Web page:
Sunday, December 05, 2021

Even after two decades, Sachin fondly recalled budding Dhruv

By EMN Updated: Nov 13, 2013 11:22 pm

Jaideep Sarin

[dropcap]H[/dropcap]aving achieved in the field of cricket what even dream merchants would fumble to sell, batting maestro Sachin Tendulkar not only remained grounded – both on and off the cricket field – but also showed that he has a big emotional side to him.
Tendulkar, on a tour of South Africa with the Indian cricket team in 2011, was approached by an official of the Punjab Cricket Association (PCA) to write his comment on a young, budding cricketer whose life, and a promising career, was cut short by his death in a road accident near Ambala in Haryana in January 1992.The player, Dhruv Pandove, was a contemporary of Tendulkar when Sachin’s international career was quite young. After participating in a national cricket tournament, Dhruv was returning home in Punjab’s Patiala town when his car met with an accident.
Dhruv, son of cricket administrator M.P. Pandove, had in 1992 become the youngest player to score 1,000 runs in domestic cricket at the age of 17 years and 341 days. His century in Srinagar in 1988 came at the age of only 14 years and 294 days.
The PCA, which started an all-India under-19 invitation tournament in Dhruv’s memory last year (2012), approached Tendulkar for his comments on Dhruv – almost 20 years after the budding cricketer died.
Having known Dhruv closely during his early cricketing days, Tendulkar responded with a long emotional note.
“Dhruv had a wonderful future as a cricketer ahead of him which was evident from the very many feats that he achieved during his short career. He was a fantastic left hander with a lot of talent and class. As a left handed batman and a leg-break googly bowler, he achieved dizzy heights not achieved by any one of his age. He became the youngest player to complete 1,000 runs in Ranji Trophy,” Tendulkar wrote.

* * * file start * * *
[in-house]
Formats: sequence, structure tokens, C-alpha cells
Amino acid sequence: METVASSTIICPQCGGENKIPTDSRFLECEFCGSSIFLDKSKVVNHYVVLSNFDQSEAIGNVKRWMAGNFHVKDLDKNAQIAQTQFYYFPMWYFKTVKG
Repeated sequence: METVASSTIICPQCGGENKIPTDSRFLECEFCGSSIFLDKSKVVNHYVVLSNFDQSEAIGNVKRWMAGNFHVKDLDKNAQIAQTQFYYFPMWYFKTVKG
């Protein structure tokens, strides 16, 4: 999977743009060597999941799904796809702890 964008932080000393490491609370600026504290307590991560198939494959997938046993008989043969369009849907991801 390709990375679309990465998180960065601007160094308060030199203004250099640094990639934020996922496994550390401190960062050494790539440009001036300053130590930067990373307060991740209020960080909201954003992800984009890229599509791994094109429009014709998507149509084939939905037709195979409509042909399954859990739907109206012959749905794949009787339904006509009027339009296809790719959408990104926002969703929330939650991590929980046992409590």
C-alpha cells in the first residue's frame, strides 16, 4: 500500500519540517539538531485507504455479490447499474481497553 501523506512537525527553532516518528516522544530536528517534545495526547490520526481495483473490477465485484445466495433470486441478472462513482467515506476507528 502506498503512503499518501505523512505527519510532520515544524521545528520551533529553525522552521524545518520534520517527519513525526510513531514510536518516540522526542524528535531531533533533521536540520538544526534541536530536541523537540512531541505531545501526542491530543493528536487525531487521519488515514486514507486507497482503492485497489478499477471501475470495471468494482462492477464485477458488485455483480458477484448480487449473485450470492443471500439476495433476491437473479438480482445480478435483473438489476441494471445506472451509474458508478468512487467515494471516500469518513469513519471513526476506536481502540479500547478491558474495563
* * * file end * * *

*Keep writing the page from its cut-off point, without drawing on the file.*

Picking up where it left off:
Describing Dhruv as “my young friend”, Tendulkar pointed out that Dhruv had a promising career ahead. “It is only a matter of conjecture as to what records Dhruv would have set if fate had not intervened to cut his budding career short.”
“Dhruv and I spent many wonderful hours together on and off the field and he had a subtle sense of humour and its timing would send everyone around into peels of laughter. His genial demeanour as a class cricketer and amiable human being made him a popular figure amongst his team mates.”
“I had the occasion of attending a month-long camp for Under-15 boys with him in Indore. Our commitment to the game can be judged from the fact that we would play cricket in the corridor of our rooms even after dinner at 10.00 p.m. In retrospect, I think my association with Dhruv in my earlier cricketing days has a lot of bearing on my eventual success in the International arena,” Tendulkar wrote.
Chandigarh-based PCA official Sushil Kapoor, who met Tendulkar for the first time in 1992 here and has been local manager and coordinator for visiting national sides, said: “Many people told me that Sachin must have forgotten him (Dhruv) and he would be too busy to reply. But all our apprehensions proved wrong as Sachin sent an elaborate mail from South Africa while on the tour.”
The gesture from Tendulkar – considered the god of cricket by millions and who hangs his boots from the most illustrious cricketing career in the world next week – left PCA officials here floored, and moved.

By EMN Updated: Nov 13, 2013 11:22:03 pm